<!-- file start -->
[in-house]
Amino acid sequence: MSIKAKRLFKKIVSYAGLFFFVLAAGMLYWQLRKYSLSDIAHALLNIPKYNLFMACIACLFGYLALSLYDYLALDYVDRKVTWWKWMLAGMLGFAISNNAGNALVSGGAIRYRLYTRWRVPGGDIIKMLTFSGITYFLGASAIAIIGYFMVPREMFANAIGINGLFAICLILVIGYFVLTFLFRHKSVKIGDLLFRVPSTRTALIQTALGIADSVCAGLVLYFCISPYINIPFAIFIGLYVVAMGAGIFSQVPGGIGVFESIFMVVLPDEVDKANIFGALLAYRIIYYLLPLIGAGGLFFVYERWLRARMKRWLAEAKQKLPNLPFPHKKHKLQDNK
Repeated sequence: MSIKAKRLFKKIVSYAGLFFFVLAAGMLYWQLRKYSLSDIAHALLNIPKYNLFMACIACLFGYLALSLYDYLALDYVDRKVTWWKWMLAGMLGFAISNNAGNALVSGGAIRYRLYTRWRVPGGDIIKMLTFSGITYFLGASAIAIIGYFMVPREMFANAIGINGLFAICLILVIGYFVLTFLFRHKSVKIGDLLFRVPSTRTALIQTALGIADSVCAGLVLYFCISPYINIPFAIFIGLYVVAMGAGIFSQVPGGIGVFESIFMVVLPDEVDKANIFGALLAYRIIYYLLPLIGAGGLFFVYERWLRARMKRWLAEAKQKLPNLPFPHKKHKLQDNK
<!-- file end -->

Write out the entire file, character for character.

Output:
[in-house]
Amino acid sequence: MSIKAKRLFKKIVSYAGLFFFVLAAGMLYWQLRKYSLSDIAHALLNIPKYNLFMACIACLFGYLALSLYDYLALDYVDRKVTWWKWMLAGMLGFAISNNAGNALVSGGAIRYRLYTRWRVPGGDIIKMLTFSGITYFLGASAIAIIGYFMVPREMFANAIGINGLFAICLILVIGYFVLTFLFRHKSVKIGDLLFRVPSTRTALIQTALGIADSVCAGLVLYFCISPYINIPFAIFIGLYVVAMGAGIFSQVPGGIGVFESIFMVVLPDEVDKANIFGALLAYRIIYYLLPLIGAGGLFFVYERWLRARMKRWLAEAKQKLPNLPFPHKKHKLQDNK
Repeated sequence: MSIKAKRLFKKIVSYAGLFFFVLAAGMLYWQLRKYSLSDIAHALLNIPKYNLFMACIACLFGYLALSLYDYLALDYVDRKVTWWKWMLAGMLGFAISNNAGNALVSGGAIRYRLYTRWRVPGGDIIKMLTFSGITYFLGASAIAIIGYFMVPREMFANAIGINGLFAICLILVIGYFVLTFLFRHKSVKIGDLLFRVPSTRTALIQTALGIADSVCAGLVLYFCISPYINIPFAIFIGLYVVAMGAGIFSQVPGGIGVFESIFMVVLPDEVDKANIFGALLAYRIIYYLLPLIGAGGLFFVYERWLRARMKRWLAEAKQKLPNLPFPHKKHKLQDNK